I had a weird thought during my spin of "Untry Love" from Metal Frames, the new album from Split Single, out Friday, November 18. My thought was, "This sounds a whole lot like 60FT Dolls but Jason Narducy isn't Welsh and damn few people are going to get that reference if I mention the band in my review of his new record." I'm not saying that the new long-player from the Superchunk (touring) bassist and Bob Mould band heavyweight is an ushering in of a new era of Britpop-inspired American indie but there's something resilient and direct about Narducy's brand of power-pop, something that very nearly echoes the sound of the tunes on the first 60FT Dolls album.
But, heck, lots of this also echoes the Foo Fighters too ("Perilous Pill", "Goodnight World") and quite a few moments that make a listener think of Cheap Trick ("Leave My Mind", "Blank Ribbons"). Now, I throw those reference points out there not to diminish what Narducy's accomplished on this fine, fine new record but, rather, to highlight how damn good this is. Invigorating and refreshingly un-ironic and uncomplicated, the music offered up throughout Metal Frames is some of the best indie rock an artist is likely to produce on these shores in this crazy year. On something like "White Smoke" the presence of Superchunk drummer Jon Wurster gives the song a whole lot more punch that it already has, the propulsive power-popper now turned into a near-punk workout thanks to those crashes and beats. Elsewhere, there's a near Jam-like bass-line worked out on "Still Invisible" and that bit of bounce is due to the magic fingers of John Stirratt of Wilco. The Wurster/Stirratt rhythm section here is a force of nature, to use an overused turn of phrase.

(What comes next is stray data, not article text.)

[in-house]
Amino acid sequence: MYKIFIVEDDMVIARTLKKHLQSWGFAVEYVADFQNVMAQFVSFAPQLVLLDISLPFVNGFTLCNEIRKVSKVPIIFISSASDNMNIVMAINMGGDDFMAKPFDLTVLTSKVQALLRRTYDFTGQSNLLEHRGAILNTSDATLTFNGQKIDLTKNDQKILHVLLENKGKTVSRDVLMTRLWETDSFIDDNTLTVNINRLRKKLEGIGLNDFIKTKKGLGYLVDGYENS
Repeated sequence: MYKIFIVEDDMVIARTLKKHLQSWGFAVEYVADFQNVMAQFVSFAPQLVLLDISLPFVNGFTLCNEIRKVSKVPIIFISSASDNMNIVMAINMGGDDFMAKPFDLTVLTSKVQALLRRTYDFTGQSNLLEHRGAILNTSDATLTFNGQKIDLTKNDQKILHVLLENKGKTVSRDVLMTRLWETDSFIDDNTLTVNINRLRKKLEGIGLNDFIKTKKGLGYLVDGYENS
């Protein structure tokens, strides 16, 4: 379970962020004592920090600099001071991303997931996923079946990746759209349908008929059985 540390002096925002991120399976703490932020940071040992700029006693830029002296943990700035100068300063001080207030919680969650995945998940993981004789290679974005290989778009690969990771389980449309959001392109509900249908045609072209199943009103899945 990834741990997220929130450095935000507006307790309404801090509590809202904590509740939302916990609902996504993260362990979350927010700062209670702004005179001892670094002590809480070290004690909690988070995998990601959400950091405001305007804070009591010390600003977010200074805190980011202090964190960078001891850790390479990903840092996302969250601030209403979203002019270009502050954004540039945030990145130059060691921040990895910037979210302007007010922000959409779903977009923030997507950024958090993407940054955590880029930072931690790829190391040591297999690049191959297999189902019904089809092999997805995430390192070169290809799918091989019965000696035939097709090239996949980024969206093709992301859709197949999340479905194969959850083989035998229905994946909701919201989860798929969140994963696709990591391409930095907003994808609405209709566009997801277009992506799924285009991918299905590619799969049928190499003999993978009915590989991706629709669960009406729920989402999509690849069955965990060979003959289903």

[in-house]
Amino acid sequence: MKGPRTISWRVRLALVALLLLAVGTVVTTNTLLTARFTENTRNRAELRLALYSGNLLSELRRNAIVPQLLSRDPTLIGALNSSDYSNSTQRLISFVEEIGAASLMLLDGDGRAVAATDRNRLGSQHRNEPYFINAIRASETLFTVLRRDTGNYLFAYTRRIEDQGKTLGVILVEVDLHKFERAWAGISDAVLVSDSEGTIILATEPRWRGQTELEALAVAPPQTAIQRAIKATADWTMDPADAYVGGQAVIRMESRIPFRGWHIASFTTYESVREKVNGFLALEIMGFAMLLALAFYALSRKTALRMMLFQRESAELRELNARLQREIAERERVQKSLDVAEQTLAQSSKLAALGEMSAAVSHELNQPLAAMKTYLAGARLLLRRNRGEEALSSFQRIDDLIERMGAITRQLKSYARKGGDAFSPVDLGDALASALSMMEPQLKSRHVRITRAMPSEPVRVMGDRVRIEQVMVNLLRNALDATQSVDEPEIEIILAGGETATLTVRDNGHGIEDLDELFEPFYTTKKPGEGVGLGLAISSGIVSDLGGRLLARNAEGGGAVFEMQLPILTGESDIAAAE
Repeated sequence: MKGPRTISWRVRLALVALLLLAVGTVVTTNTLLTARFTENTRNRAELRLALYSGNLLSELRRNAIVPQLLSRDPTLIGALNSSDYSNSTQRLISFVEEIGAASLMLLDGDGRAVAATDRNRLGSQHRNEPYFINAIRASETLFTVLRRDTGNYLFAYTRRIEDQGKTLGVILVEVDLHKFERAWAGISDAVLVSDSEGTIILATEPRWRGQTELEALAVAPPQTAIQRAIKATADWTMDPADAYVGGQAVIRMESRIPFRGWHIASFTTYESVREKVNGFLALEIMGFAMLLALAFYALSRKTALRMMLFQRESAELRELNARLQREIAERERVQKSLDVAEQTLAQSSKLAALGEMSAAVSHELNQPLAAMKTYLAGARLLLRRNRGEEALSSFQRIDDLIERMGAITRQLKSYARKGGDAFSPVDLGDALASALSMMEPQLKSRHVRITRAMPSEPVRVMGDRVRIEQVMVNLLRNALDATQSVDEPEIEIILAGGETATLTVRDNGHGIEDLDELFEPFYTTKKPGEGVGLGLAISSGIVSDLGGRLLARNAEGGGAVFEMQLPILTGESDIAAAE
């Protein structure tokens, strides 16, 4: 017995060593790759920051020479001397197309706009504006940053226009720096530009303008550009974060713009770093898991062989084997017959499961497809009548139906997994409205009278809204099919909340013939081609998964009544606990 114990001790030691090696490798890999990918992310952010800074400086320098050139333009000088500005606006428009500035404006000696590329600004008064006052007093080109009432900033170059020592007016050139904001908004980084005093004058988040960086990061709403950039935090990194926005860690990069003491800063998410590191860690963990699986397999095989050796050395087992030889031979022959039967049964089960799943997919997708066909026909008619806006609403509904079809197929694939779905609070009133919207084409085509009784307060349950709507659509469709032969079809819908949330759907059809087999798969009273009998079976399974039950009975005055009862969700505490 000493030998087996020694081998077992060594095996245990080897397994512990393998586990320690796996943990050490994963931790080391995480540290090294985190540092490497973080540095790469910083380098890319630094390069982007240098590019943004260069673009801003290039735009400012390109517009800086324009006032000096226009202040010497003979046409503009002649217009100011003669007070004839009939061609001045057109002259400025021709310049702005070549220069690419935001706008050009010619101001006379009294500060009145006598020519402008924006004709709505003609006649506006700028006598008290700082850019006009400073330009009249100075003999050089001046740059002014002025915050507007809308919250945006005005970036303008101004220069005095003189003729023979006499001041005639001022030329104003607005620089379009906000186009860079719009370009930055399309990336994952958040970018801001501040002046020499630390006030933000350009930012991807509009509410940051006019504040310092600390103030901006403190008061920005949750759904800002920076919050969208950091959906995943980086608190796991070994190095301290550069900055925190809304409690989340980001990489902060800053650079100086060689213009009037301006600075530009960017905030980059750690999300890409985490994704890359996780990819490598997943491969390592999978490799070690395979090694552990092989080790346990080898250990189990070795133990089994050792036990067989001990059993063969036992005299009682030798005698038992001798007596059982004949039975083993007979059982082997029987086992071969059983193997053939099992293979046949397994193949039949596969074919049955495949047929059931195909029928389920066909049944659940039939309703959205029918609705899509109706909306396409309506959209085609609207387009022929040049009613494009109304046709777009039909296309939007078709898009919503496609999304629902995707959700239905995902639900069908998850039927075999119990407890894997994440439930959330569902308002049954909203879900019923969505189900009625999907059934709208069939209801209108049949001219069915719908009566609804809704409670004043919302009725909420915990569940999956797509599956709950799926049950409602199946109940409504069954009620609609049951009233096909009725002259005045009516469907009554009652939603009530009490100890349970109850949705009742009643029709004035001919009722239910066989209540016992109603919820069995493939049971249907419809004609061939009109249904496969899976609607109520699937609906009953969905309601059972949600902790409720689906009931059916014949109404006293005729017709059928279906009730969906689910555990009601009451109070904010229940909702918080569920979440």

For all that talk of the power on this release, there's an amazing amount of melody too, Narducy's growl opening up the emotions behind the opener "Glori" and giving "Tried Goodbye" a more lyrical effect than material like this might otherwise have. At times he sounds like a young Rod Stewart when he sings and I almost hesitate to say that for fear of turning off any readers who don't get what I mean, who don't know the heft and punch of the best Faces releases that I'm thinking of at this moment. And, clearly, Narducy can make a listener think of the better years of Robin Zander too; the positively beautiful "Evaline Make Believe" is like Jason Falkner trying his best to pen a Cheap Trick near-ballad, while "Silences Mercy" is "The Flame" recast as a real indie ballad. By the time the early Oasis-echoing closer "Goodnight World" rolls around all too quickly, a listener can only wish that Narducy and Split Single were busy at work recording a follow-up to Metal Frames already. Fans of Chisel and Ted Leo, The Marvelous 3, Fountains of Wayne, Bob Mould, and all the other bands I've already referenced are going to love this album as much I do. Metal Frames by Split Single is easily one of the most listenable records of 2016 and there's not a single wasted chord or cymbal crash on this one. Jason Narducy and his band-mates have rewritten the book on how to make power-pop with this release.
[Photo: James Richard IV]